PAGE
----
Hubble shows images from record-breaking 13.1 billion light-years
Spots quintet of infant galaxies in formation
The Hubble telescope has broken its own distance record, spotting a cluster of five galaxies 13.1billion light-years away.
They were spotted as part of the Brightest Reionizing Galaxies (BoRG) survey, which aims to scan the theoretical edges of the universe. In a paper to the American Astronomical Society meeting Michele Trenti, of the University of Colorado and the Institute of Astronomy at the University of Cambridge, postulated that the image showed a grouping has grown into a 2,000 galaxy group, similar in size to the Virgo cluster.
BoRG has no plans for assimilation of galaxies
"These galaxies formed during the earliest stages of galaxy assembly, when galaxies had just started to cluster together," he said in a statement. "The result confirms our theoretical understanding of the buildup of galaxy clusters. And, Hubble is just powerful enough to find the first examples of them at this distance."
The galaxies themselves are between a tenth and a half of the size of our Milky May, but are much brighter as they absorb the material from merging objects. The team could only spot these brightest of galaxies and Trenti suggested that there were many more outside of clusters, and thus too dim to be seen. Further spectroscopic observations are planned for next year.
The BoRG survey is being conducted using the Hubble’s most advanced imaging unit, the Wide Field Camera 3 (WFC3). This uses twin sensors; a large format Charge Coupled Device to view near-ultraviolet emissions and a mercury, cadmium and tellurium photosensitive surface to scan to the edges of infrared. The camera was also used list year to show the warping of dark matter on galactic viewing.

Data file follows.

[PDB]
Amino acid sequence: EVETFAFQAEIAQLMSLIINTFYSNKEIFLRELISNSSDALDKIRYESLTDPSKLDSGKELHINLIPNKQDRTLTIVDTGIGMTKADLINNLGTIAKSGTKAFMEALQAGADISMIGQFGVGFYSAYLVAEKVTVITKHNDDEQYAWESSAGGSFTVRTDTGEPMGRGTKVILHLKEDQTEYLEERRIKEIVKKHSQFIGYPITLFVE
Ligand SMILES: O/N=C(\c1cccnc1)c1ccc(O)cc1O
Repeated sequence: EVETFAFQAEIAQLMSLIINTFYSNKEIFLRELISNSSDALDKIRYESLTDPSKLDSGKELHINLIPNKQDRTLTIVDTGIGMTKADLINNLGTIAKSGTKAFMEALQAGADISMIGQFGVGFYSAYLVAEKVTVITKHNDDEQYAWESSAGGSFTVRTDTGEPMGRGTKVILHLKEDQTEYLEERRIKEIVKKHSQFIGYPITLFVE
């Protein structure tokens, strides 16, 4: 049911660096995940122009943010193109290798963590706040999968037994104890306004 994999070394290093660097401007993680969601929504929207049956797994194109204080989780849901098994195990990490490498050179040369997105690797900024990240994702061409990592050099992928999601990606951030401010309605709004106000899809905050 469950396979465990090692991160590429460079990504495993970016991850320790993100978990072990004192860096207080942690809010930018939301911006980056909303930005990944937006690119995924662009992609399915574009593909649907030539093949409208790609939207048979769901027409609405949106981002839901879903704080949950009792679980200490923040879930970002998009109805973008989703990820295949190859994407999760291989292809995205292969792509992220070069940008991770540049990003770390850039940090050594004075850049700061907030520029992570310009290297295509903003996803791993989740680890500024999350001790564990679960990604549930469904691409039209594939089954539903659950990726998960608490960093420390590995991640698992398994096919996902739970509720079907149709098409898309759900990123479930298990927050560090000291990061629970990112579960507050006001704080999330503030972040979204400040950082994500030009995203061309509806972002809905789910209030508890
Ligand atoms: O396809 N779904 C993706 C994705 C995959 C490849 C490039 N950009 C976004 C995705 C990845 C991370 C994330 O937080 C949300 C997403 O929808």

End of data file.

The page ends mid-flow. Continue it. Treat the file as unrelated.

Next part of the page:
The WFC3 camera was installed in 2009
"We need to look in many different areas because the odds of finding something this rare are very small," said Trenti. "It's like playing a game of Battleship: the search is hit-and-miss. Typically, a region has nothing, but if we hit the right spot, we can find multiple galaxies." ®
It will be a sad day indeed...
... when our most venerated telescope finally closes its eyes on the heavens.
When its time comes, we should find a way to move it into a stable parking orbit, so a future vehicle suitable for satellite recovery can bring it home intact, rather than let it be consumed by re-entry.
If any device deserves to be preserved in the Smithsonian, this is it...
Personally, I think the Space Shuttle ran for too long
Seriously, it should have been replaced with something better many years ago, instead of keeping the old dinosaur running. The Shuttle wasn't anywhere near as reusable as it was supposed to be, and a heck of a lot more expensive per launch.
Unfortunately, because it wasn't replaced and nobody was even working on a replacement, we're now in a situation where it got cancelled with no replacement the moment the economy got bad.
Orion looks like a bad joke - It's only a bigger Apollo, far too little, far too late. Hopefully cheap, but I doubt it given the main contractors. It won't fly for several years anyway.
At this rate, China will have cheap, manned heavy lift and return long before the US gets it back or the ESA (ha!) get any at all.
If you squint, you can just make out a tiny little arrow saying 'you are here'.